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Markovian modelling and Bayesian learning, fall 2012

Lecturer

Jukka Corander

Scope

5 cu.

Type

Advanced studies

Prerequisites

Basic calculus, linear algebra, introductory course on probability and statistical inference are absolutely necessary. First course level knowledge on algebra, probability and inference will be recommendable for many parts of the course.

Lectures

Weeks 44-50, Tuesday 12-14 and Thursday 12-14 in room B120. NB! No lectures on Nov 1st, Nov 15th, Dec 4th. These lectures are replaced by ADDITIONAL lectures for which time & place is announced later on this webpage.

Exercises.

During weeks 45-49 there will be a weekly exercise session in room B120 on Thursdays 14-16, except on Dec 6th which is a public holiday. The exercise session for that week is held in room C124 on Friday 7th between 12-14. The teacher responsible for the exercise sessions is Lu Cheng (first.last@helsinki.fi).

Exercises for week 45 are available here
Exercises for week 46 are available here
Exercises for week 47 are available here
Exercises for week 48 are available here
Exercises for week 49 are available here

Exams

To gain the credits from this course, it is necessary to do at least 50% of the exercises and a home exam. Additional solved exercises will yield bonus points for the grade. The home exam will consist of a number of larger assignments that must be returned by May 1st 2013 to the lecturer. Home exam assignments are available here.

Preliminary lecture diary

Week 44:
Tue
Teaser trailer, Eye-opener on conditional probabilities and Bayes' theorem, basic properties of Markov chains. This excerpt from the HMM book by T. Koski is mainly used during the lectures and also this short excerpt on periodicity from the book of Isaacson & Madsen, Markov chains. For further illustrations and mathematical details on Markov chains, see the link to Sirl and Norris in Bibliography.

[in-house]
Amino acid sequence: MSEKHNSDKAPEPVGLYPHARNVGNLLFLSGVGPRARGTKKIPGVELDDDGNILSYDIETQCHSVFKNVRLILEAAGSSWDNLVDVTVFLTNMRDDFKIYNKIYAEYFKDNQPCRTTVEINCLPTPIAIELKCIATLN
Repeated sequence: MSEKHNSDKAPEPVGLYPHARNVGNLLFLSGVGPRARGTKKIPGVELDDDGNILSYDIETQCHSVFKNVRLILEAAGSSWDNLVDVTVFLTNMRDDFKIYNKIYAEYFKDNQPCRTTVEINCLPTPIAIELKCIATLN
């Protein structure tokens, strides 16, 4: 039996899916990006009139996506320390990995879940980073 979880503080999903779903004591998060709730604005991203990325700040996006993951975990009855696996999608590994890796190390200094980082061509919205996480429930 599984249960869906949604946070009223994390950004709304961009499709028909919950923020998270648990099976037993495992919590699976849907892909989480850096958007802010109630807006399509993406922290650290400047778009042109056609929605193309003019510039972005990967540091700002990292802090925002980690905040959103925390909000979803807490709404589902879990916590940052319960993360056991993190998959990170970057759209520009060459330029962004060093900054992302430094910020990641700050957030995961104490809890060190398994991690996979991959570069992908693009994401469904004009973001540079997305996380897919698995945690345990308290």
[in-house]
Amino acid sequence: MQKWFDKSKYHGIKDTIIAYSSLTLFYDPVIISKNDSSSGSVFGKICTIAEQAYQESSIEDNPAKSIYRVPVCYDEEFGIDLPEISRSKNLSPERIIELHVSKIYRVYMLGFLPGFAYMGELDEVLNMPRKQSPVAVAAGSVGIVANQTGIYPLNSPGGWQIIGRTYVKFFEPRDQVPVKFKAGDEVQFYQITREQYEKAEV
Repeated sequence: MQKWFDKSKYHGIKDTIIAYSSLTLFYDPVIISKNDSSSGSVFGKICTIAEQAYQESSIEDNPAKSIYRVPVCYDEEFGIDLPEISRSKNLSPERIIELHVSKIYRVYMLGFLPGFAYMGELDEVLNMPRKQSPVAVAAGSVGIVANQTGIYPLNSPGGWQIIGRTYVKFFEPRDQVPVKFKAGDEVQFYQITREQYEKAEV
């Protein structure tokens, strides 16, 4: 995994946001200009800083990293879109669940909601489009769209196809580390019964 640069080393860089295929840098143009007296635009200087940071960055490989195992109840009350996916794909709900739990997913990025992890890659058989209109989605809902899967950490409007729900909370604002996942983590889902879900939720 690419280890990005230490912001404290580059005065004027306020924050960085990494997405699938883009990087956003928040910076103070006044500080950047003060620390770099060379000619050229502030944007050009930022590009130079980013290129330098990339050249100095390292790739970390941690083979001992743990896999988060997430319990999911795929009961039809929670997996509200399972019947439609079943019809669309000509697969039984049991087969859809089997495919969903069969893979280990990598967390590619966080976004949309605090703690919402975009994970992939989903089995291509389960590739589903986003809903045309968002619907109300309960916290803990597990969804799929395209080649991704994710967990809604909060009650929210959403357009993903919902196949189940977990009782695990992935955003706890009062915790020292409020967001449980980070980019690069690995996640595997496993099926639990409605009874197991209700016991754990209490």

Thu
Basic properties of Markov chains continued. To get going with the basics of simulating Markov chains, you might find these Matlab codes useful.
Week 45:
Tue
Properties of Markov chains continued. Basics of ML and Bayesian learning, see this excerpt from the HMM book by T. Koski.
Thu
Statistical learning for DTMC's, see this excerpt from the HMM book by T. Koski. Also, this appendix from the HMM book is useful for refreshing details on various distributions.
Week 46:
Tue
A primer on Occham's razor and Bayesian model comparison for Markov chains, Information-theoretic book by D MacKay where Ch 28 contains a detailed explanation of the Occham's razor principle and Bayesian model comparison, Bayesian learning of the order of a DTMC, continuous-time Markov chains (see the e-book by Koski.).
Thu
Continuous-time Markov chains.
Week 47:
Continuous-time Markov chains, basic properties of hidden Markov models, see: Ch. 10,Ch. 12,Ch. 13,Ch. 14 from the HMM book. An example of using HMM in classification.
Weeks 48-49:
Week 50: CTMS and HMMs continued, Variable Length Markov chains (see the article by Mächler & Buhlmann mentioned in the bibliography)

Bibliography

Various references will be used during the course. The lecture diary will also include links to some additional materials. Parts of the following books will be considered:

Baclawski, Kenneth. Introduction to probability with R. Chapman & Hall, 2008.
Timo Koski. Hidden Markov models for bioinformatics. Kluwer, 2001.
Timo Koski & John M. Noble. Bayesian networks: An introduction. Wiley, 2009.
Timo Koski. Lectures at RNI on Probabilistic Models and Inference for Phylogenetics. Free e-book available here.

In addition, we will consider a number of articles & tutorials (articles not directly linked here are generally available form JSTOR collection or are otherwise online):

Braun, J.V. & Muller, H-G. Statistical methods for DNA sequence segmentation. Statistical Science, 13, 142-162, 1998.
Sirl, D. Markov Chains: An Introduction/Review. pdf.
Norris, J. Markov chains. CUP, see online resource.
Gu, L. Notes on Dirichlet distribution with relatives. This document provides a concise recapitulation of some of the central formulas that are needed in the exercises and assignments when doing Bayesian learning. More comprehensive derivations can be found in several books on Bayesian modeling, e.g. in Koski & Noble (2009), which is listed above.
Mächler, M. & Buhlmann, P. Variable length Markov chains: Methodology, computing and software. Journal of Computational and Graphical Statistics 13, 435-455, 2004. Preprint available here
Kass, R.E. & Raftery, A.E. Bayes factors. Journal of the American Statistical Association, 90, 773-795, 1995.
Smith, A.F.M. & Gelfand, A.E. Bayesian statistics without tears: A sampling-resampling perspective. The American Statistician, 46, 84-88, 1992.
Jordan, M.I. Graphical models. Statistical Science, 19, 140-155, 2004. Preprint available here

Registration

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Exercise groups

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Time

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